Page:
Skip to content

Scalable and secure data access: How to build the best-of-both-worlds data security platform

Executive summary

It’s one of the biggest challenges in data governance today: how to make data accessible and secure at the same time. The size of this challenge is matched only by its complexity, with data residing across warehouses, lakes, and even static spreadsheets or within databases. Multiple decentralized locations also means multiple forms of legislation across industries and regions, compounding the challenges for those tasked with managing governance, control, and access.

Within the business there are also different drivers to balance. IT may be tasked with provisioning access while also maintaining security. End users, such as data science teams, seek access to relevant, enriched, and timely information. Data governance teams have to maintain visibility for compliance and audits. Public-facing employees have to reassure customers that their data is being processed correctly.

It’s possible to align these disparate elements. We know because we’ve witnessed and supported the transformation for many customers – often operating within tightly regulated industries. Having trodden this path many times, we’ve now decided to distill the learnings and share them with you. 

In this paper you’ll find six key requirements for scaling your data access for greater insights – without compromising on security: 

  • Leveraging Policy-Based Access Control (PBAC)
  • Enforcing access policies dynamically
  • Establishing your single source of truth
  • Distributing responsibilities and unifying control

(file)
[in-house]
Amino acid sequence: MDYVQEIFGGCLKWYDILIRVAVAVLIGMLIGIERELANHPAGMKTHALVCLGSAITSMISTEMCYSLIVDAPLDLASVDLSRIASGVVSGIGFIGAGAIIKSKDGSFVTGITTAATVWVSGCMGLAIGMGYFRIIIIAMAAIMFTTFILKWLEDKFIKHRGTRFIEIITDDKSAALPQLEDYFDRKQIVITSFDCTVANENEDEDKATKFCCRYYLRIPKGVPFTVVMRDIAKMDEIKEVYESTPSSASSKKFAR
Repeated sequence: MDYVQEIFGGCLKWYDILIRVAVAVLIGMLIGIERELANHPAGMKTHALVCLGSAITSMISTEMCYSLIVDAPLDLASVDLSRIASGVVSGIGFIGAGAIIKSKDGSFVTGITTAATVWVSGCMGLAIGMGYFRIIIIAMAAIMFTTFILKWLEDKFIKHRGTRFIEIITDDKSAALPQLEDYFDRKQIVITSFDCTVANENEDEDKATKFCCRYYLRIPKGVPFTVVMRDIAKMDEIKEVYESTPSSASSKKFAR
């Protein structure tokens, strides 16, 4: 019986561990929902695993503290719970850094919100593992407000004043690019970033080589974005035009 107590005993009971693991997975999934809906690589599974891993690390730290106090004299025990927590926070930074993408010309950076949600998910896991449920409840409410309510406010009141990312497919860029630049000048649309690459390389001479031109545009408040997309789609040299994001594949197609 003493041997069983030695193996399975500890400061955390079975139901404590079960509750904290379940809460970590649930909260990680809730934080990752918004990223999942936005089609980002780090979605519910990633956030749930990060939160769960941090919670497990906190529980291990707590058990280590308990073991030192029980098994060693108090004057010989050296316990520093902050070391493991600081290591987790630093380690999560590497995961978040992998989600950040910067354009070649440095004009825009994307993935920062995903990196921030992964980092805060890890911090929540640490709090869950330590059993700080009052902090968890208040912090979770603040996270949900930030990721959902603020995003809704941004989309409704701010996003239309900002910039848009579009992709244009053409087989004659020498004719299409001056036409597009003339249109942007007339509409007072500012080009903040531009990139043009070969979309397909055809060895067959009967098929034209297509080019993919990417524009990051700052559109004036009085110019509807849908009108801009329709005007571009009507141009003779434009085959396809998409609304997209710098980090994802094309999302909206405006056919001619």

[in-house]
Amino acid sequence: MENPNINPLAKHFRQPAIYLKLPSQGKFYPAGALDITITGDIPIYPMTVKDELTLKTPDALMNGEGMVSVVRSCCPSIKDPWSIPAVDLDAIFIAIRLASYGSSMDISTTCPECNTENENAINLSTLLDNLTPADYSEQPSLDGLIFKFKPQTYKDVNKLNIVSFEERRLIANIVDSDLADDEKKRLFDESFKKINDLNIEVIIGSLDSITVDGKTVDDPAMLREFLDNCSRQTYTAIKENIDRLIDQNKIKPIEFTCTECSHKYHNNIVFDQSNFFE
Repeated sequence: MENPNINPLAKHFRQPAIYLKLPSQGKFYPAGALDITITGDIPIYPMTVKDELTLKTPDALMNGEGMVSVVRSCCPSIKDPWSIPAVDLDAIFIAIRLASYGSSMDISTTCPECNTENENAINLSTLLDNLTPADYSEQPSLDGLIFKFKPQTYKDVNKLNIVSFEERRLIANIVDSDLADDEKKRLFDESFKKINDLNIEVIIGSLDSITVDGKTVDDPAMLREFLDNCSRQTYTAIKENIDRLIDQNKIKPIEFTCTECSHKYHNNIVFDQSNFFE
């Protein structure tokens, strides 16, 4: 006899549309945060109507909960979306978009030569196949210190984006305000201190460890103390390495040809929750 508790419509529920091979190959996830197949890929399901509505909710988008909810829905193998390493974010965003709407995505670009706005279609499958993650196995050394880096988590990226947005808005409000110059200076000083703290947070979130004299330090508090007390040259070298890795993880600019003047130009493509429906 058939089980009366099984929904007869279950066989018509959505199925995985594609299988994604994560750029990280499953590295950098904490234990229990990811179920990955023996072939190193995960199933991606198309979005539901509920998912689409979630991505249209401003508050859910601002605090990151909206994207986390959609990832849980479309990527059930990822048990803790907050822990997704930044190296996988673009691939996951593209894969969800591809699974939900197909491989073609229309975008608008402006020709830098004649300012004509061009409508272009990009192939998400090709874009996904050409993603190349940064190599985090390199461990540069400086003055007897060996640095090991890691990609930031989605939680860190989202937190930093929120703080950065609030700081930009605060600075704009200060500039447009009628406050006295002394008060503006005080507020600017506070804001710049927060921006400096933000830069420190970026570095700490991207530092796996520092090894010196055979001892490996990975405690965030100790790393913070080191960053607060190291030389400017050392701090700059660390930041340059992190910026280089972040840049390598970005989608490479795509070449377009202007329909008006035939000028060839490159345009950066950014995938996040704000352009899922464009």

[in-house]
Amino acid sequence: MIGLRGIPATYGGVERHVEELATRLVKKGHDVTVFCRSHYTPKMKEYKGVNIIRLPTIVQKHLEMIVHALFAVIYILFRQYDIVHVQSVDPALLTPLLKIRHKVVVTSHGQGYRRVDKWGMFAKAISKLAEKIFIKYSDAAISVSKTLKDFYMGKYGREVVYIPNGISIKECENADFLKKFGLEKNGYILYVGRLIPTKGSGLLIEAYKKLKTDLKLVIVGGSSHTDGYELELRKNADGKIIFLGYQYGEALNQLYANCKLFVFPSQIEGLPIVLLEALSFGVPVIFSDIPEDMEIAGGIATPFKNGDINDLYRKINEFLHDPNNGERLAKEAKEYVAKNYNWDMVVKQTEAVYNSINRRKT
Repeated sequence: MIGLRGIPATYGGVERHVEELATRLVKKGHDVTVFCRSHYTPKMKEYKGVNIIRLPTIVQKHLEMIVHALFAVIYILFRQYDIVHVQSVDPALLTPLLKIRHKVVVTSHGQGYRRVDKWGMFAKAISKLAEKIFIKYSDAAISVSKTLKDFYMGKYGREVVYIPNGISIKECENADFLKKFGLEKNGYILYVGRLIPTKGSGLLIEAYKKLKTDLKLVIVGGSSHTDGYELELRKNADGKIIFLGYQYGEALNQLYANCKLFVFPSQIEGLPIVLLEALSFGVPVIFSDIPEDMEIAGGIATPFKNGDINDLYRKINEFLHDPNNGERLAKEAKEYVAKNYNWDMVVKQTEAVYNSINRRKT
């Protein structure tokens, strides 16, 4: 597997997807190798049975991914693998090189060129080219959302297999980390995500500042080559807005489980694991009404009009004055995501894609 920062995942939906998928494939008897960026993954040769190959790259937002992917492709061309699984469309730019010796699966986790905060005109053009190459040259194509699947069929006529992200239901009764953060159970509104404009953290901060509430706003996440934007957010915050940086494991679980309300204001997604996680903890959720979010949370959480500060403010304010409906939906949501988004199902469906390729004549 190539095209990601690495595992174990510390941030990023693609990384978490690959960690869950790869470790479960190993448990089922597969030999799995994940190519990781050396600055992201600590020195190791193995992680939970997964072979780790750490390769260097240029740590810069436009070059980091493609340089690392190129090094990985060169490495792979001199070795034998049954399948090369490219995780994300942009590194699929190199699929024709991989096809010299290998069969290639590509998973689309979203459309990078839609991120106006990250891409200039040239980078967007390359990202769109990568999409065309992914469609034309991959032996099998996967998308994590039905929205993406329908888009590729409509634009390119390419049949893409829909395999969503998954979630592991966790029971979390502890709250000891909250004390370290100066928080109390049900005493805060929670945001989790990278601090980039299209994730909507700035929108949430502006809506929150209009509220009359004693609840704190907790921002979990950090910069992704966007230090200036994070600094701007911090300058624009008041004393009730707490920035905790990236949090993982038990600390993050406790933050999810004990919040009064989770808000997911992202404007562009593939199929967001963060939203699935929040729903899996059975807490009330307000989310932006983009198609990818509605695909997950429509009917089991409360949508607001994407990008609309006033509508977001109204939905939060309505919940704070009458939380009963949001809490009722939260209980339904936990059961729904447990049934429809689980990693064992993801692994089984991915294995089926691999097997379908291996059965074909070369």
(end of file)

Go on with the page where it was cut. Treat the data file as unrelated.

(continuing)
• Centralizing audits for greater visibility
  • Architecting a flexible future 

What a data access control framework should look like

Let’s start with the destination: a secure data platform that provides data access dynamically. Rather than one based on a rigid approvals process and delays that make data out of date, irrelevant, or less useful. 

Accurate metadata should underpin the data, indexing and surfacing the content in a way that bridges silos. There should also be integration with any existing platform, to maximize existing investments and minimize the need for extensive change management. 

The result is the right information, made available to the right people, at the right time. Every part of the data lifecycle is mapped, to bring business value across:

  • Creation
    Business data is captured, tagged, and categorized for later use
  • Storage
    Costs and vulnerabilities are minimized by using dynamic data from a centralized repository, rather than relying on duplicated databases
  • Usage
    Insights are based on users knowing, understanding, and trusting the data available, without any explainability or transparency risks from “black-box” AI
  • Archiving
    Data is protected, labeled, and archived accordingly, with data set insight coming from assigned data stewards, making it easier to scale and localize data governance 
  • Deletion
    Actions are based on a visible and transparent lifecycle, ensuring compliance and avoiding unintentional data loss